Fascinating article in New York Times about the New Touch Face of Vending Machines.

No longer the domain of candy bars and potato chips, vending machines are gaining popularity around the world as purveyor’s of higher ticket items like beauty products and small electronics from Apple.

The machines themselves have also gone hi-tech with touch pad screens that blunt vending machine rage through sensors that ensure that a customer’s credit card is not charged unless the chosen item has dropped. 

They even have eye scans that can tell by looking at skin and wrinkles if customers are old enough to buy tobacco.

The economics of these new “automated retail stores” are quite compelling. No overhead, ability to quickly change out merchandise, and even to relocate the machine (for example, to another part of the airport) after analysis of foot traffic.

Sound like the perfect retail solution. So what’s missing?

In a word…People.

But is that necessarily a bad thing?

The machines are designed to light up when they sense a customer approaching. The article mentions that unfortunately  this is more than many customers get from human retailers.

Personally, I am intrigued by the idea but I think there is a limit to what I might buy from these new vending machines.

In the example of skincare, I might pick up my usual base or mascara. But that’s more like re-ordering than purchasing.

But it definitely wouldn’t replace my trips to Sephora or the Clinique counter where I rely on knowledgeable (and for the most part friendly) salespeople to guide me in my purchases and make suggestions for new products.

Sometimes it’s seeing a certain color eyeshadow or admiring the skin tone on one of the salesgirls that leads me to inquire about (and ultimately purchase) something I didn’t originally intend to buy.

I suppose a machine could be programmed somehow to instigate that kind of impulse purchase and advice…

Maybe the same sensors that read the wrinkles and skin in the tobacco age verification could be re-programmed to also use this information to suggest a new eye cream.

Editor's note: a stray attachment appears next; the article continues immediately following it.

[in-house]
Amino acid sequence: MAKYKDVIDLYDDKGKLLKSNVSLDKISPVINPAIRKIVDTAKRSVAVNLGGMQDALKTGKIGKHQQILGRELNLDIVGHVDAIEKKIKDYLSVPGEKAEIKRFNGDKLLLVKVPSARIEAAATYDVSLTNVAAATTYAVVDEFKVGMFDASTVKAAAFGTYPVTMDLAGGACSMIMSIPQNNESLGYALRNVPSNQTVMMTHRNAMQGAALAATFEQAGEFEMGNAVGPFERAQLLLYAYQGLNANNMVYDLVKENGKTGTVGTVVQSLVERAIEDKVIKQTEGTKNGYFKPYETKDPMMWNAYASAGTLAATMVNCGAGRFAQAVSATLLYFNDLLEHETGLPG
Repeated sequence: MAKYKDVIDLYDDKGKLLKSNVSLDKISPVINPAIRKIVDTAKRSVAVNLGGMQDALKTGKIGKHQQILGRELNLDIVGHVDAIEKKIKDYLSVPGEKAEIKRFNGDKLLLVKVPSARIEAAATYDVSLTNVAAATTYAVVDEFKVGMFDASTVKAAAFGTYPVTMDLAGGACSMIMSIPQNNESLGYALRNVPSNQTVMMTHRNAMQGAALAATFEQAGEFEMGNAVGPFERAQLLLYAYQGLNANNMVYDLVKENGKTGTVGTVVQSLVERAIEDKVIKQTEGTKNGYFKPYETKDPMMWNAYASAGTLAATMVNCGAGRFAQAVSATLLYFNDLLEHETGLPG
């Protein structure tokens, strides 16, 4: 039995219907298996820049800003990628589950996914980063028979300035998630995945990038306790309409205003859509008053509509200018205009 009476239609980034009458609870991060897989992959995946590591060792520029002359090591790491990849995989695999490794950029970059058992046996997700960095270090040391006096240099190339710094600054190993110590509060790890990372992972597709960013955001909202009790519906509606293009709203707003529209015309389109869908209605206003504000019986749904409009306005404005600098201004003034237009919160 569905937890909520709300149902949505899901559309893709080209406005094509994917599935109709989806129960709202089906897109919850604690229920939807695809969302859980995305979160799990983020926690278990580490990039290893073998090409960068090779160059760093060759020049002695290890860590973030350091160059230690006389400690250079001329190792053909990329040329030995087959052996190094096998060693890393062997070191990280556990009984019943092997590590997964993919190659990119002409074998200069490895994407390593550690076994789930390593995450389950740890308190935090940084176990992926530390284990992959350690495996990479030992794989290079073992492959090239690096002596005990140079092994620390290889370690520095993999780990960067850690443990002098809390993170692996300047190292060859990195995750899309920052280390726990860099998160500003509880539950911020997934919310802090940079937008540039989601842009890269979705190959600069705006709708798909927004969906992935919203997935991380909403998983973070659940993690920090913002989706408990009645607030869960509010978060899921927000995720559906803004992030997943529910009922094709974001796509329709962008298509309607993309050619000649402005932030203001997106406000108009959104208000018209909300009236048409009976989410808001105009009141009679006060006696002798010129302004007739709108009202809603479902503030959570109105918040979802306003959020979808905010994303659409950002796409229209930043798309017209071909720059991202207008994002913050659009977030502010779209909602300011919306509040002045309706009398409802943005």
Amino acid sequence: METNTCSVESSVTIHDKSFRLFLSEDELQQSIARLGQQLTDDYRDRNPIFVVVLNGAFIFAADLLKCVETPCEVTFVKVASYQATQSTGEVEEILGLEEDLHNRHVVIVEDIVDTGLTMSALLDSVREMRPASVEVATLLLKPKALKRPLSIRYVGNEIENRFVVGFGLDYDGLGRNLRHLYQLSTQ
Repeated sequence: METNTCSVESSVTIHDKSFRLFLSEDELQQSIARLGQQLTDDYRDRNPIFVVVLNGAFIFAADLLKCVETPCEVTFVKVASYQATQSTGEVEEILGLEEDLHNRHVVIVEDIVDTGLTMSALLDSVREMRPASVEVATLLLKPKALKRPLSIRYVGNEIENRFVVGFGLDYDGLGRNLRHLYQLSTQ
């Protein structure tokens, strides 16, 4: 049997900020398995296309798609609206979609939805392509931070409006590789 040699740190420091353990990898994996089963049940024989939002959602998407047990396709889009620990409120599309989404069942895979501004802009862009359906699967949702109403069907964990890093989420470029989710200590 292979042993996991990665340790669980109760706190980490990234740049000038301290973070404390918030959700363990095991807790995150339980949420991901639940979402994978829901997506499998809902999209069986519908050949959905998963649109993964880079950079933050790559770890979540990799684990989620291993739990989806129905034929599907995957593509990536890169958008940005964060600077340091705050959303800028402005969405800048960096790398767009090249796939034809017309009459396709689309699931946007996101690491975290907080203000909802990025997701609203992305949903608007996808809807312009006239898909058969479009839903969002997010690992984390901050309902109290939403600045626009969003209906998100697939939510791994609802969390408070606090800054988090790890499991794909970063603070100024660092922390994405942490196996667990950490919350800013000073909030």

Bottom line I am intrigued by the idea of automated high end retail…but I don’t think I’m running out to find the nearest machine just yet.

That’s my point of view. What’s your twist?

What do you think about these new machines?

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Julie is the Founder and CEO of BrandTwist, a brand consultancy that helps entrepreneurs and corporations build stronger, more profitable brands.


  1. I hope Sales People are not becoming irrelevent! That would put even more of our hardworking population out of work! 😉

    I think Julie is SPOT-ON with her “Re-ordering” vs “New Purchase” concept. I highly doubt I’d spent $275 at a Vending Machine on a Digital Camera I know nothing about. I would feel much more comfortable heading into a “Best Buy”, doing some homework, viewing comparative models; holding them; and of course, asking the Salesperson if the $350 model worth the extra money, or can I get by without sacrificing too much for the lesser expensive option.

    But having said that, if Best Buy had a Vending Machine to replace the Rechargable Battery in my cell phone (a simpler, more cut & dry purchase) and I could avoid the lines for a quick swipe of my Am Ex, than I all for progress.

    I think it’s a very good idea in this day & age of “quicker, faster, more efficient”, but it has to be the right product behind the glass door.

  2. I was thinking something similar at the auto-boarding/ticket machine at JFK last week.

    Speaking as a “typical” man who hates shopping, I won’t miss most sales people all that smarmy “up and cross selling”. I’ve been there – door to door sales, retail and I know how much pressure these folks are under.

    That said, a really great sales person can be invaluable, particular with clothing. I barely have any taste so a knowledgeable sales person can really help if they are HONEST. “Sir, the orange and green checked shirt with those pants? no no, try this…”

    I’d like to automate haircuts though…stick your head in a bowl, pic a picture of some dashing young gent with a sharp haircut, select and voila! Your hair is precision laser cut the same way. None of that painful “so, where are you going on holiday” small talk with the barber nonsense 🙂

    • @Floyd and @Gregg thanks for the great comments. Now if we could just combine the automatic (no chit chat) hair cut WITH the automatic cell phone battery re-purchase…that would be real progress. Think of the efficiency! I wonder what you’d do with all the new found free time. 🙂

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